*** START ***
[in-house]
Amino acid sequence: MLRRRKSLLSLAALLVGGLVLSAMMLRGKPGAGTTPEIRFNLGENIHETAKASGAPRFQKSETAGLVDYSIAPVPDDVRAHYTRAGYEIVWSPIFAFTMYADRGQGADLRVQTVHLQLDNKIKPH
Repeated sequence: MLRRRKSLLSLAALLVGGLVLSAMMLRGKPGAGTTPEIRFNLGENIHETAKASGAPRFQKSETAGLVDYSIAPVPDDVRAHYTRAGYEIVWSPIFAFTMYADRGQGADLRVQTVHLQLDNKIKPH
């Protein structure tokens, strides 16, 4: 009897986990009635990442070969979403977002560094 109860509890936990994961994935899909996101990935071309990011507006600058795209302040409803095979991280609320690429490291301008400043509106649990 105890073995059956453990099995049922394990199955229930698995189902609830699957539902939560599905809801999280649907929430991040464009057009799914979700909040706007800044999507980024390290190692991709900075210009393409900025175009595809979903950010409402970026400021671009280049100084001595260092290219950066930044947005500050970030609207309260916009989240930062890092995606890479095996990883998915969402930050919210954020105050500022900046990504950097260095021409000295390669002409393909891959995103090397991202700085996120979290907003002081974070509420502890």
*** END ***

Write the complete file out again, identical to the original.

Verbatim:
[in-house]
Amino acid sequence: MLRRRKSLLSLAALLVGGLVLSAMMLRGKPGAGTTPEIRFNLGENIHETAKASGAPRFQKSETAGLVDYSIAPVPDDVRAHYTRAGYEIVWSPIFAFTMYADRGQGADLRVQTVHLQLDNKIKPH
Repeated sequence: MLRRRKSLLSLAALLVGGLVLSAMMLRGKPGAGTTPEIRFNLGENIHETAKASGAPRFQKSETAGLVDYSIAPVPDDVRAHYTRAGYEIVWSPIFAFTMYADRGQGADLRVQTVHLQLDNKIKPH
């Protein structure tokens, strides 16, 4: 009897986990009635990442070969979403977002560094 109860509890936990994961994935899909996101990935071309990011507006600058795209302040409803095979991280609320690429490291301008400043509106649990 105890073995059956453990099995049922394990199955229930698995189902609830699957539902939560599905809801999280649907929430991040464009057009799914979700909040706007800044999507980024390290190692991709900075210009393409900025175009595809979903950010409402970026400021671009280049100084001595260092290219950066930044947005500050970030609207309260916009989240930062890092995606890479095996990883998915969402930050919210954020105050500022900046990504950097260095021409000295390669002409393909891959995103090397991202700085996120979290907003002081974070509420502890």